gin to come in with increasing volume. All
the mail matter that was in the postoffice
when the ocean of water came down was
washed away. There was a considerable
sum in money and stamps in the safe, andit
is expected this will be all right when it is
Incidents of the Disaster
crowd in so thickly that little notice is
taken of them by those who have been here
for a time, bnt they find willing listeners
among the hosts of people who come and go
to see what is left of the once thriving hol
low. Nine whole families are all that are
known to be left undivided by death of the
2,500 people of Woodvale. Individual
members of families are left, but they are
not numerous. One hnndred persons who
were at work in the flour mill there were
saved from an upper story.
The Debris Dampened by Rain.
The rain that has freely descended the
greater part of the day has imparted a
dampness to the debris'1 that is encouraging
to those who greatly fear fire. The rain
ceased falling at about 4:30 o'clock this
evening, and the sky brightened, rendering
the prospect more cheerful than it had been
There is so much hard work ahead and so
many things to be done, and those in charge
are so pushing and enterprising, that people
have taken heart and the work goes ahead
briskly and willingly. The quick offers of
assistance from' outside, and the rapidity
with which food and clothing have been
hurried into the town is a practical assur
ance of universal sympathy that makes
Qhoult at Work
everyone but those overpowered by total
bereavement take fresh courage. The con
Slen Are Brothers Ter,
is brought home to everyone. Eich and
poor had suffered alike. All jn this respect
are on a common footing; all are made to
feel that they must rise or fall together, and
the hopelessness that first disposed the latter
is fast vanishing.
The tones of clocks, that sounded the
hour from two church steeples, have ceased
to sound so much like knells, even though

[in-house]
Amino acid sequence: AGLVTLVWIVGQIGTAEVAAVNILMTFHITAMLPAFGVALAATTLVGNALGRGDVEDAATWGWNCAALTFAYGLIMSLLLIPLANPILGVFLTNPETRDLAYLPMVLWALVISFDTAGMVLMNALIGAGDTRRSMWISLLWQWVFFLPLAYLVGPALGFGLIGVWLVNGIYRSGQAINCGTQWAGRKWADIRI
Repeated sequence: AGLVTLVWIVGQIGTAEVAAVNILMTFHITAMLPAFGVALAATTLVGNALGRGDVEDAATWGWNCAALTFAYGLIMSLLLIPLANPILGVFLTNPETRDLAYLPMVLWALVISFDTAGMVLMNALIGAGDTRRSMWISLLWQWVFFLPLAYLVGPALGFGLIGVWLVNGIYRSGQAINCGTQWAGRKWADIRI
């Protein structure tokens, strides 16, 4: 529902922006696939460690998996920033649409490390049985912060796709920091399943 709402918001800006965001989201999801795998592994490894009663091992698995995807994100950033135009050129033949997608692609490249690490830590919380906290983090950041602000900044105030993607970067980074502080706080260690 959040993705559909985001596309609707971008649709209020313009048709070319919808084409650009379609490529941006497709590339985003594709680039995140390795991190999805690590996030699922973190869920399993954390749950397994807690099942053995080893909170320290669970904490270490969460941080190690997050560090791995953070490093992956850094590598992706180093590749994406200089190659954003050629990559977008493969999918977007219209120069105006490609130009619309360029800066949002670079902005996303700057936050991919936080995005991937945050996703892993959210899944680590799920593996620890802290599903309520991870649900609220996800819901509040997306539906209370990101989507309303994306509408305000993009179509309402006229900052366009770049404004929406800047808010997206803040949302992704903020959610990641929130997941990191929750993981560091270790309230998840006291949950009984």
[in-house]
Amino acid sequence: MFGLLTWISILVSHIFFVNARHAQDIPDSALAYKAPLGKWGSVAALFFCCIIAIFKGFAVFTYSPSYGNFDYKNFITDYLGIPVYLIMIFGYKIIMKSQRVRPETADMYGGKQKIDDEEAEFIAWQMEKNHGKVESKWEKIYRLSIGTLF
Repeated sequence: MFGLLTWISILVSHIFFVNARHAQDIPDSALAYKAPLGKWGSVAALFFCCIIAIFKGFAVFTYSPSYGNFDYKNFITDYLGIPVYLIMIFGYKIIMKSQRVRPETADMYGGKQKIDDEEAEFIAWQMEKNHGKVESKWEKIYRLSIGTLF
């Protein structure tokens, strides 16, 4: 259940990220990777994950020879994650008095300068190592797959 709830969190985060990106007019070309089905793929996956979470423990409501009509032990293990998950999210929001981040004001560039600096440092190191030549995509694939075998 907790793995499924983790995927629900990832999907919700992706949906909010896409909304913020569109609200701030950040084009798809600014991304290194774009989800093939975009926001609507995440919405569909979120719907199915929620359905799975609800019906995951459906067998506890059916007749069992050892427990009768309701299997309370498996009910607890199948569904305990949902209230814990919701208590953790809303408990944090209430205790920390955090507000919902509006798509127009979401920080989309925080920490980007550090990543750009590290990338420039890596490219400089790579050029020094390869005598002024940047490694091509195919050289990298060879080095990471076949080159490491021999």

the dead are lying around in heaps in places
all over town. Every hour the relief, hos
pital, railway and telegraph service is im
proving, and the results of persistent effort
are becoming more and more apparent.
What at first seemed a hopeless task looks
less hopeless, though the work yet tobedone
seems almost incalculable.
Etcd More Horrible Details
are coming in, In consequence of the intense
deprivation. Dogs and hogs are running
everywhere, devouring waste, and in some
cases the bodies of drowned people show
every indication of their preying upon them.
Near Morrellville several unrecognizable
bodies were found close to the banks, .and
utters u& uuiuijus oi some sana were
numerous about the place. There is still
such scarcity of waste food that there is
every reason to believe the horrible stories.
The dogs are seen in droves and find buried
bodies quick, and then they are found by the
General Hastings explained to-day why
the military had not been called out. He
has no authority, he1 says, to order the mili
tiaon duty until the civil authorities have
exhauted the powers of the posse commit
tatus. The crisis, he is assured, has not been
arrived at. The place is well guarded by
citizens sworn in for the purpose. TJntil re
quested by the Chief Burgess, and for the
reasons stated, General Hastings ,
Conld Not Call Oat the Troops,
and though he thinks the Eighteenth and
Fourteenth' Begiments, or part of each,
might have done good service, they do not
seem to be needed. The civil authorities
have appointed Captain Gsgeby, of the
United States Army, to the command of the
police and guards, General Hastings and
Governor Beaver having requested the
President to detail him for that Bervice
Captain Gageby is one of the witnesses
of the flood, having been in his father-id-law's
honse in Main street when the house
next door to it was carried away. The in
mates of the house escaped to the neighbor
ing roof, and from there witnessed the terri
ble destruction.. Captain Gageby volun
teered his assistance yesterday, and had
charge of the guards in the section adjacent
to the lower end of Main street.
Battery B Does Noble Work.
Battery B, of Pittsburg, although ordered
back by Adjutant General Hastings, ren
dered most wonderful aid in rescuing
bodies. About 25 floaters were picked up
by J. P. Fordney, Sergeant Alfred Clark
and Sergeant Doyle. Among those who
were identified were Matthew Fngan, wife
and two children. A purse containing $100
was found on his person. Lish and Chris
Bennett, two brothers, alone rescued 16